The Lean Startup movement believes in the importance of leveraging a Minimum Viable Product (MVP) to gather customer feedback. An MVP is the simplest working version of your product, a version that you can share with potential customers with the purpose of gathering customer feedback.
After gathering customer feedback data, the goal of the Lean Startup methodology is to ideate ways to eliminate any product issues identified by customers. Then, in cheap and fast fashion, the formulated solutions should be implemented in the MVP. The cycle is then repeated by exposing the new version of the MVP to potential customers. It may take several iterations to get to a final product. The diagram below illustrates this Build Measure Learn feedback loop:
5 SIGNS YOUR STARTUP IS DOOMED
The MVP provides a valuable opportunity to validate product market fit. Without an MVP you risk spending time and resources developing a product that will not meet customers expectations or will generate no demand. Generate an MVP and make it accessible to potential customers, then document data on their reactions and feedback.
No Customer Access to MVP or product
If customers have no access to your MVP or product, you cannot learn how to improve it, making it impossible to prove or perfect product market fit. This glitch in the Build Measure Learn feedback loop can lead to wasted resources and even failure. Remember that Stealth mode is Death mode!
No Pivots or Too Many
Did you really ideate the prefect product on the first try? This is highly unlikely, so pivoting is not the kiss of death for a startup. However, Pivoting too much is a sign that you are not getting through to consumers. The Build Measure Learn feedback loop will help you realize the faults in your product, so you can make the changes or pivot on a tangent according to your findings. Just remember that data beats opinions, so be objective.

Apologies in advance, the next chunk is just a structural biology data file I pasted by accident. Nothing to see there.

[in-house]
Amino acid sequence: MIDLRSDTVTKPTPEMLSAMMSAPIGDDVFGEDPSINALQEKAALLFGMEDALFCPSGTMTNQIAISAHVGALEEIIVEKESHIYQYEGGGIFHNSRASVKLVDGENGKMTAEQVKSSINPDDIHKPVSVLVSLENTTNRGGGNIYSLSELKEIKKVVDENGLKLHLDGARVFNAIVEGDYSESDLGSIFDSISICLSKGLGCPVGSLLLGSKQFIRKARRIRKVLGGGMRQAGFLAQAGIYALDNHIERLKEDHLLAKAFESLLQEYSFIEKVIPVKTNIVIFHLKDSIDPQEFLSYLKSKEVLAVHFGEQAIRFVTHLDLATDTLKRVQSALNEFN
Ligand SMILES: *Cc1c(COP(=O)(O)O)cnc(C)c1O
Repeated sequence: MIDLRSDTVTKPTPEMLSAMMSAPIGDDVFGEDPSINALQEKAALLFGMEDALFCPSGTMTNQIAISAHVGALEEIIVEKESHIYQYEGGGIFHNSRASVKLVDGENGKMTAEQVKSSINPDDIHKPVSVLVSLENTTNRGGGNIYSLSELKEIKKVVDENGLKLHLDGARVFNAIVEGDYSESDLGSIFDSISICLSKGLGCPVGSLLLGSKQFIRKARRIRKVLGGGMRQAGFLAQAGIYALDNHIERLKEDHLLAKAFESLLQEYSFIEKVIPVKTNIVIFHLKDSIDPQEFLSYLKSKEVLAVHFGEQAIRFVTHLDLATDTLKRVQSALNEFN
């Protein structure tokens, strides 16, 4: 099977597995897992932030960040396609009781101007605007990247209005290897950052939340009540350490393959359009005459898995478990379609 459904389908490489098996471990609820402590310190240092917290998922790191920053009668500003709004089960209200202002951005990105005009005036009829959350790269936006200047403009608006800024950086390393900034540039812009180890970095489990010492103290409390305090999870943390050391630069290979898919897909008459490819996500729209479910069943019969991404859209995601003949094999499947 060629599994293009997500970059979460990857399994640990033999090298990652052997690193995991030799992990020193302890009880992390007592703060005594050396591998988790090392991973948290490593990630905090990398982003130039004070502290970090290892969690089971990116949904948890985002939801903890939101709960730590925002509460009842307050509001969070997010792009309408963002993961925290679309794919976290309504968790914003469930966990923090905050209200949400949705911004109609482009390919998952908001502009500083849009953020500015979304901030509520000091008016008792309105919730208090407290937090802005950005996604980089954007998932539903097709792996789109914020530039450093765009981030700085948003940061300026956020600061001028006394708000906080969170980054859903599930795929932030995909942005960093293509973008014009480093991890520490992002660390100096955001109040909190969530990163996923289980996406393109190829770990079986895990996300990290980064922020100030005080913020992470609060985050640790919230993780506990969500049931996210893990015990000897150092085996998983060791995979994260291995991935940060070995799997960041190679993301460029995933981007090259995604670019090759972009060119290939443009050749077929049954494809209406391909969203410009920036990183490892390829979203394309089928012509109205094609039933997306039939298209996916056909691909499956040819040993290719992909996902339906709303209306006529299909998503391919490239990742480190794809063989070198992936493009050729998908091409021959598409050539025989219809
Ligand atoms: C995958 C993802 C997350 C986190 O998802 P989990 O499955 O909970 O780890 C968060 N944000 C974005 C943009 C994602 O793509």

You Ignore Feedback
Do not fall in the trap of interpreting data in a way that favors your hypothesis. Consider customer and mentor feedback at all times. The red flag is feeling like people are just not getting the benefits of your product. Beware of confirmation bias!
You Scale/Scaled Without Validating Product Market Fit
All of the mistakes above lead to the biggest mistake: Scaling without validating product market fit. Scaling should occur once the product market fit has been validated. The Build Measure Learn feedback loop helps you fail fast, cheap, and often. Failing under these conditions is a good thing, especially when the outcome is a product that fits its market. Make sure you iterate your way to the perfect product.
The Lean Startup teaches that the risk of failure can be mitigated by doing. This means starting small, testing your product in a small portion of the market, and iterating. This approach is less wasteful as it makes it less likely for you to invest resources in a flawed product. Failing fast can be a good thing.